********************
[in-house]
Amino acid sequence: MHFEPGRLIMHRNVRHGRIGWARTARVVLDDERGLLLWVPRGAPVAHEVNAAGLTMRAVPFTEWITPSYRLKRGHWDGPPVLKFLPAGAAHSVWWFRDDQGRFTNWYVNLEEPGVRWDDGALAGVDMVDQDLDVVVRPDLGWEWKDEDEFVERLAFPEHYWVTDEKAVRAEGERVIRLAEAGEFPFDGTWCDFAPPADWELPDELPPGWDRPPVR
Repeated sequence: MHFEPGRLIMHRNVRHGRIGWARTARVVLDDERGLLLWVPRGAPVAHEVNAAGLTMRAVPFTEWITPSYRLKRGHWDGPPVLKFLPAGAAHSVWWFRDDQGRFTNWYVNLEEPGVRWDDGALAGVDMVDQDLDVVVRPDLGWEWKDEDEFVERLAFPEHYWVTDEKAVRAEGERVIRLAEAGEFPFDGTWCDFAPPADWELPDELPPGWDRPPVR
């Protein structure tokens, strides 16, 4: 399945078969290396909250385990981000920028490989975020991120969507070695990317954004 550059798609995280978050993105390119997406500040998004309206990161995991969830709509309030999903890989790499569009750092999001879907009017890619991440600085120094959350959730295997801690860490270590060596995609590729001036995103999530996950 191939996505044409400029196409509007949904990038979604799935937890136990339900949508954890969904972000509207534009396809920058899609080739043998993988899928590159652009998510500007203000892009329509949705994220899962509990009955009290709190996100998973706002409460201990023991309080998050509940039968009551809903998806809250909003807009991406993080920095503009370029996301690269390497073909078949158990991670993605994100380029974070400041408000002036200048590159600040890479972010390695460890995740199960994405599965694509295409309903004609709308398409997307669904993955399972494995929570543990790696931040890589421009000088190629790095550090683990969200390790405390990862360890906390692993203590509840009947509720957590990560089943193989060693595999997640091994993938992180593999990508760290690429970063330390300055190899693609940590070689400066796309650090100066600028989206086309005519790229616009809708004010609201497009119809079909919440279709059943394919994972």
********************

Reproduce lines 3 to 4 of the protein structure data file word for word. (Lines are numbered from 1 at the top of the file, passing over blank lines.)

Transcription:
Repeated sequence: MHFEPGRLIMHRNVRHGRIGWARTARVVLDDERGLLLWVPRGAPVAHEVNAAGLTMRAVPFTEWITPSYRLKRGHWDGPPVLKFLPAGAAHSVWWFRDDQGRFTNWYVNLEEPGVRWDDGALAGVDMVDQDLDVVVRPDLGWEWKDEDEFVERLAFPEHYWVTDEKAVRAEGERVIRLAEAGEFPFDGTWCDFAPPADWELPDELPPGWDRPPVR
């Protein structure tokens, strides 16, 4: 399945078969290396909250385990981000920028490989975020991120969507070695990317954004 550059798609995280978050993105390119997406500040998004309206990161995991969830709509309030999903890989790499569009750092999001879907009017890619991440600085120094959350959730295997801690860490270590060596995609590729001036995103999530996950 191939996505044409400029196409509007949904990038979604799935937890136990339900949508954890969904972000509207534009396809920058899609080739043998993988899928590159652009998510500007203000892009329509949705994220899962509990009955009290709190996100998973706002409460201990023991309080998050509940039968009551809903998806809250909003807009991406993080920095503009370029996301690269390497073909078949158990991670993605994100380029974070400041408000002036200048590159600040890479972010390695460890995740199960994405599965694509295409309903004609709308398409997307669904993955399972494995929570543990790696931040890589421009000088190629790095550090683990969200390790405390990862360890906390692993203590509840009947509720957590990560089943193989060693595999997640091994993938992180593999990508760290690429970063330390300055190899693609940590070689400066796309650090100066600028989206086309005519790229616009809708004010609201497009119809079909919440279709059943394919994972």